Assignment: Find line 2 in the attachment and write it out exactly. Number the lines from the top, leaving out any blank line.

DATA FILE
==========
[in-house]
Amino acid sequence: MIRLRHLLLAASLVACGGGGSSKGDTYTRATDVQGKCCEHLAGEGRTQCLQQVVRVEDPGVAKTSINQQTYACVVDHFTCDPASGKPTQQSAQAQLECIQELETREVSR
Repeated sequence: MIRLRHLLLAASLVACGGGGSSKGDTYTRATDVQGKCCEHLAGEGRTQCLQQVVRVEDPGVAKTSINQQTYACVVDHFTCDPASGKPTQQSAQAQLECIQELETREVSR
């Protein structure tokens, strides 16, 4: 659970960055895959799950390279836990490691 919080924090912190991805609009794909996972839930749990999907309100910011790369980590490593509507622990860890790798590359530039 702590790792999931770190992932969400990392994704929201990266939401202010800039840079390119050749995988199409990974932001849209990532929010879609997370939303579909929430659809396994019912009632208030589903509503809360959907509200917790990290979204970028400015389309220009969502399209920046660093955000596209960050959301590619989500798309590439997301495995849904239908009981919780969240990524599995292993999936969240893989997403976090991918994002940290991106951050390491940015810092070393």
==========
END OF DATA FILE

Amino acid sequence: MIRLRHLLLAASLVACGGGGSSKGDTYTRATDVQGKCCEHLAGEGRTQCLQQVVRVEDPGVAKTSINQQTYACVVDHFTCDPASGKPTQQSAQAQLECIQELETREVSR